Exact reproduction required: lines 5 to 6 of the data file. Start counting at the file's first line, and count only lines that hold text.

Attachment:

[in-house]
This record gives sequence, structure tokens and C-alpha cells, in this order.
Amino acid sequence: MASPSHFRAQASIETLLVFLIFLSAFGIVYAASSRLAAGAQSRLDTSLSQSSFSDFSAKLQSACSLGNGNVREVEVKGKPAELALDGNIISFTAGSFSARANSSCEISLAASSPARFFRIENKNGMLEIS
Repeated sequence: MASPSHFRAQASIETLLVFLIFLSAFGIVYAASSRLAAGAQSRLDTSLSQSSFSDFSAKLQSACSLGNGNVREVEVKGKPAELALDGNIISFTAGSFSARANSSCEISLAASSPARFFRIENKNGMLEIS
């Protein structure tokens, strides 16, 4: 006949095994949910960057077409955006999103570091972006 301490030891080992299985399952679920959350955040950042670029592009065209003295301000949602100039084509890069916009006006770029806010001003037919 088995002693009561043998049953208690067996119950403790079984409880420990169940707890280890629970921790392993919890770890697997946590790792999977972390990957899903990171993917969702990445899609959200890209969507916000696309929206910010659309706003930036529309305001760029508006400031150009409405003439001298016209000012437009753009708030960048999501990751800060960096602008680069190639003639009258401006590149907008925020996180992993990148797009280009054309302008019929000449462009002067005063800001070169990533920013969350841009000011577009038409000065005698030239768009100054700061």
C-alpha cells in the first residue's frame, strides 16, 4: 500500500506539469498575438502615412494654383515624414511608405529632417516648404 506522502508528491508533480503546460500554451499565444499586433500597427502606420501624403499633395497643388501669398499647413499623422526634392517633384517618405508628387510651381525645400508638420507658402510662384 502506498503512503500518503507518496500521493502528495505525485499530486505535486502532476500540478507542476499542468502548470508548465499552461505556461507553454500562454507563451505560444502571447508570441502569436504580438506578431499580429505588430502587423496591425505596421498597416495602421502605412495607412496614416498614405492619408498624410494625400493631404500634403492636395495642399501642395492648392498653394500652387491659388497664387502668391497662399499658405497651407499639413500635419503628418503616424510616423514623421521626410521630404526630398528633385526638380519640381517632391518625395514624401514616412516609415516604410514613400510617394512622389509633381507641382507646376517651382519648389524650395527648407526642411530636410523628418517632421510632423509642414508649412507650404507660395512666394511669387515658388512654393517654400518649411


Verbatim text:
């Protein structure tokens, strides 16, 4: 006949095994949910960057077409955006999103570091972006 301490030891080992299985399952679920959350955040950042670029592009065209003295301000949602100039084509890069916009006006770029806010001003037919 088995002693009561043998049953208690067996119950403790079984409880420990169940707890280890629970921790392993919890770890697997946590790792999977972390990957899903990171993917969702990445899609959200890209969507916000696309929206910010659309706003930036529309305001760029508006400031150009409405003439001298016209000012437009753009708030960048999501990751800060960096602008680069190639003639009258401006590149907008925020996180992993990148797009280009054309302008019929000449462009002067005063800001070169990533920013969350841009000011577009038409000065005698030239768009100054700061």
C-alpha cells in the first residue's frame, strides 16, 4: 500500500506539469498575438502615412494654383515624414511608405529632417516648404 506522502508528491508533480503546460500554451499565444499586433500597427502606420501624403499633395497643388501669398499647413499623422526634392517633384517618405508628387510651381525645400508638420507658402510662384 502506498503512503500518503507518496500521493502528495505525485499530486505535486502532476500540478507542476499542468502548470508548465499552461505556461507553454500562454507563451505560444502571447508570441502569436504580438506578431499580429505588430502587423496591425505596421498597416495602421502605412495607412496614416498614405492619408498624410494625400493631404500634403492636395495642399501642395492648392498653394500652387491659388497664387502668391497662399499658405497651407499639413500635419503628418503616424510616423514623421521626410521630404526630398528633385526638380519640381517632391518625395514624401514616412516609415516604410514613400510617394512622389509633381507641382507646376517651382519648389524650395527648407526642411530636410523628418517632421510632423509642414508649412507650404507660395512666394511669387515658388512654393517654400518649411